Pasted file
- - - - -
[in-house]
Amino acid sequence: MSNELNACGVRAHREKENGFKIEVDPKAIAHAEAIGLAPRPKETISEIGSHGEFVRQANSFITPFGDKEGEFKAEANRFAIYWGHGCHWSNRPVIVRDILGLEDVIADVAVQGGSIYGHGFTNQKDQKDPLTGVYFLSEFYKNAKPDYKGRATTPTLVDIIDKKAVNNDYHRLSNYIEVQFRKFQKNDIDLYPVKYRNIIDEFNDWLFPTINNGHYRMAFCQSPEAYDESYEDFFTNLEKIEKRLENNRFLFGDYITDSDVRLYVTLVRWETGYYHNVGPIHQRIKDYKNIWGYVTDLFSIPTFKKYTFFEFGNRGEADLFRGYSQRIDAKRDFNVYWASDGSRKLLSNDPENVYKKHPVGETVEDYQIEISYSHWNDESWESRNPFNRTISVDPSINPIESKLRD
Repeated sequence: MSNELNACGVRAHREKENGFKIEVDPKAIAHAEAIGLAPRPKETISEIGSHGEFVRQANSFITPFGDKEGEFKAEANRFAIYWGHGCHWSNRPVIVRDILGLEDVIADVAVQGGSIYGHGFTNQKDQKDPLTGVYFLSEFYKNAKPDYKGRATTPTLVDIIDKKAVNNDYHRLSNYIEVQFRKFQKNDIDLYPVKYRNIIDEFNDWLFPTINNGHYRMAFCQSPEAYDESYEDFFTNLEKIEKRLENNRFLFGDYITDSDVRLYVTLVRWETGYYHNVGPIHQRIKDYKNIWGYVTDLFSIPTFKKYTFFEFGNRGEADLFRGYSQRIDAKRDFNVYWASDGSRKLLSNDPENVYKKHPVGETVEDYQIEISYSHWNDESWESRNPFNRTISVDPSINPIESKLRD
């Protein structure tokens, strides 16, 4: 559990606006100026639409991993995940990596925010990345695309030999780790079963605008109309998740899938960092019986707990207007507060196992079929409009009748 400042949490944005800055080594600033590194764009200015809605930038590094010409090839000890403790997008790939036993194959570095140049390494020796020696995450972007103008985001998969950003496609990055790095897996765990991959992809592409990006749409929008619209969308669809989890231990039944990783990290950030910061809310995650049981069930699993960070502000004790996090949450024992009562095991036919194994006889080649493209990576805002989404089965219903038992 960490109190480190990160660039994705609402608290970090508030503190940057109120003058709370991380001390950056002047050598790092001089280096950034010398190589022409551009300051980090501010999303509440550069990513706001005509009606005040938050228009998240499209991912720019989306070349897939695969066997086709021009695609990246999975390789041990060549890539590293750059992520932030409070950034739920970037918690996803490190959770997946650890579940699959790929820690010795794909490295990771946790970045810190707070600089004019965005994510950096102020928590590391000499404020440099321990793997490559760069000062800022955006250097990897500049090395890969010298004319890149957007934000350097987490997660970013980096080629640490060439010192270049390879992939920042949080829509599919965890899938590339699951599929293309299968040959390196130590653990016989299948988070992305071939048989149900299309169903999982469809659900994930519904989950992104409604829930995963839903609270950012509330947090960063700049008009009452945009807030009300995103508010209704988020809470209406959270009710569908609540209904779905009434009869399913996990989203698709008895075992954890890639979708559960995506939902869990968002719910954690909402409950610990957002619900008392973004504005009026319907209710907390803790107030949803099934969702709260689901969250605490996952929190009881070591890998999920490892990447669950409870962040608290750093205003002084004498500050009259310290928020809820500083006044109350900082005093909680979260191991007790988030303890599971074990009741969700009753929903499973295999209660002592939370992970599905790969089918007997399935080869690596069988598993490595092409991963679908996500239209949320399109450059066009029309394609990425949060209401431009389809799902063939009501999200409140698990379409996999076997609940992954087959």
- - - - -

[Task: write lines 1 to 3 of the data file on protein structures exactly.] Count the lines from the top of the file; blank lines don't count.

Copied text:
[in-house]
Amino acid sequence: MSNELNACGVRAHREKENGFKIEVDPKAIAHAEAIGLAPRPKETISEIGSHGEFVRQANSFITPFGDKEGEFKAEANRFAIYWGHGCHWSNRPVIVRDILGLEDVIADVAVQGGSIYGHGFTNQKDQKDPLTGVYFLSEFYKNAKPDYKGRATTPTLVDIIDKKAVNNDYHRLSNYIEVQFRKFQKNDIDLYPVKYRNIIDEFNDWLFPTINNGHYRMAFCQSPEAYDESYEDFFTNLEKIEKRLENNRFLFGDYITDSDVRLYVTLVRWETGYYHNVGPIHQRIKDYKNIWGYVTDLFSIPTFKKYTFFEFGNRGEADLFRGYSQRIDAKRDFNVYWASDGSRKLLSNDPENVYKKHPVGETVEDYQIEISYSHWNDESWESRNPFNRTISVDPSINPIESKLRD
Repeated sequence: MSNELNACGVRAHREKENGFKIEVDPKAIAHAEAIGLAPRPKETISEIGSHGEFVRQANSFITPFGDKEGEFKAEANRFAIYWGHGCHWSNRPVIVRDILGLEDVIADVAVQGGSIYGHGFTNQKDQKDPLTGVYFLSEFYKNAKPDYKGRATTPTLVDIIDKKAVNNDYHRLSNYIEVQFRKFQKNDIDLYPVKYRNIIDEFNDWLFPTINNGHYRMAFCQSPEAYDESYEDFFTNLEKIEKRLENNRFLFGDYITDSDVRLYVTLVRWETGYYHNVGPIHQRIKDYKNIWGYVTDLFSIPTFKKYTFFEFGNRGEADLFRGYSQRIDAKRDFNVYWASDGSRKLLSNDPENVYKKHPVGETVEDYQIEISYSHWNDESWESRNPFNRTISVDPSINPIESKLRD